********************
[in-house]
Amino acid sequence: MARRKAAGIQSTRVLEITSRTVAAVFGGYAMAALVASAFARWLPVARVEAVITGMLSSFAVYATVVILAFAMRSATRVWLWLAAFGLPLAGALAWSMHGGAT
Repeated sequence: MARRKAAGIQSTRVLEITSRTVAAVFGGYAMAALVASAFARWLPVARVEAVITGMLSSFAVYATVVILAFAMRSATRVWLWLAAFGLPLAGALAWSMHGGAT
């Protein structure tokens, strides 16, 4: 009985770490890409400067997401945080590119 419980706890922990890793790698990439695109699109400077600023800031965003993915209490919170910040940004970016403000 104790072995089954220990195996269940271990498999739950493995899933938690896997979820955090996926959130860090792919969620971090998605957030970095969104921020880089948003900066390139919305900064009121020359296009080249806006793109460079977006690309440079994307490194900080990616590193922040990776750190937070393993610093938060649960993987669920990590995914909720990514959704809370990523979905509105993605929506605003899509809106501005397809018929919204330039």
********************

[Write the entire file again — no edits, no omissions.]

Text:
[in-house]
Amino acid sequence: MARRKAAGIQSTRVLEITSRTVAAVFGGYAMAALVASAFARWLPVARVEAVITGMLSSFAVYATVVILAFAMRSATRVWLWLAAFGLPLAGALAWSMHGGAT
Repeated sequence: MARRKAAGIQSTRVLEITSRTVAAVFGGYAMAALVASAFARWLPVARVEAVITGMLSSFAVYATVVILAFAMRSATRVWLWLAAFGLPLAGALAWSMHGGAT
């Protein structure tokens, strides 16, 4: 009985770490890409400067997401945080590119 419980706890922990890793790698990439695109699109400077600023800031965003993915209490919170910040940004970016403000 104790072995089954220990195996269940271990498999739950493995899933938690896997979820955090996926959130860090792919969620971090998605957030970095969104921020880089948003900066390139919305900064009121020359296009080249806006793109460079977006690309440079994307490194900080990616590193922040990776750190937070393993610093938060649960993987669920990590995914909720990514959704809370990523979905509105993605929506605003899509809106501005397809018929919204330039």